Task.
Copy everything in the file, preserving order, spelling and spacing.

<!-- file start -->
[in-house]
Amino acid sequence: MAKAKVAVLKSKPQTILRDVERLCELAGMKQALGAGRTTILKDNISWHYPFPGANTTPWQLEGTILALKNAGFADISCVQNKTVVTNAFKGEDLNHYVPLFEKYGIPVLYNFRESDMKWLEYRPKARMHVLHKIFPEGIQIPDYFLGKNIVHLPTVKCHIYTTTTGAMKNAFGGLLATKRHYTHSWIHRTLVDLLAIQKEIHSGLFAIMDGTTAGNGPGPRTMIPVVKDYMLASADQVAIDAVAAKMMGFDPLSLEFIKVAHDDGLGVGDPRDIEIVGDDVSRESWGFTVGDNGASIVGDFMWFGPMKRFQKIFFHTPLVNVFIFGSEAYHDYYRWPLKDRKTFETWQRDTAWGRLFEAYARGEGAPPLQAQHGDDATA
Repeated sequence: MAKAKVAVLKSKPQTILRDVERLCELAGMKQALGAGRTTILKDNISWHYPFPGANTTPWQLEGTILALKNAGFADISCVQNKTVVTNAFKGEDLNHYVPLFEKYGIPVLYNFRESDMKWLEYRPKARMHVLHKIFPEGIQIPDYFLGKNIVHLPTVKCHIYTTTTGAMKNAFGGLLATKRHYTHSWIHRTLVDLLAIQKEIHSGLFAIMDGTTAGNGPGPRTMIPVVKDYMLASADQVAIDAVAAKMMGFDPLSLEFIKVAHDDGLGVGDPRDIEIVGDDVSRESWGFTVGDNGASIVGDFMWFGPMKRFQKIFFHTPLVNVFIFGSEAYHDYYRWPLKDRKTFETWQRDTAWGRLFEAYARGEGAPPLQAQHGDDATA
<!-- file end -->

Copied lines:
[in-house]
Amino acid sequence: MAKAKVAVLKSKPQTILRDVERLCELAGMKQALGAGRTTILKDNISWHYPFPGANTTPWQLEGTILALKNAGFADISCVQNKTVVTNAFKGEDLNHYVPLFEKYGIPVLYNFRESDMKWLEYRPKARMHVLHKIFPEGIQIPDYFLGKNIVHLPTVKCHIYTTTTGAMKNAFGGLLATKRHYTHSWIHRTLVDLLAIQKEIHSGLFAIMDGTTAGNGPGPRTMIPVVKDYMLASADQVAIDAVAAKMMGFDPLSLEFIKVAHDDGLGVGDPRDIEIVGDDVSRESWGFTVGDNGASIVGDFMWFGPMKRFQKIFFHTPLVNVFIFGSEAYHDYYRWPLKDRKTFETWQRDTAWGRLFEAYARGEGAPPLQAQHGDDATA
Repeated sequence: MAKAKVAVLKSKPQTILRDVERLCELAGMKQALGAGRTTILKDNISWHYPFPGANTTPWQLEGTILALKNAGFADISCVQNKTVVTNAFKGEDLNHYVPLFEKYGIPVLYNFRESDMKWLEYRPKARMHVLHKIFPEGIQIPDYFLGKNIVHLPTVKCHIYTTTTGAMKNAFGGLLATKRHYTHSWIHRTLVDLLAIQKEIHSGLFAIMDGTTAGNGPGPRTMIPVVKDYMLASADQVAIDAVAAKMMGFDPLSLEFIKVAHDDGLGVGDPRDIEIVGDDVSRESWGFTVGDNGASIVGDFMWFGPMKRFQKIFFHTPLVNVFIFGSEAYHDYYRWPLKDRKTFETWQRDTAWGRLFEAYARGEGAPPLQAQHGDDATA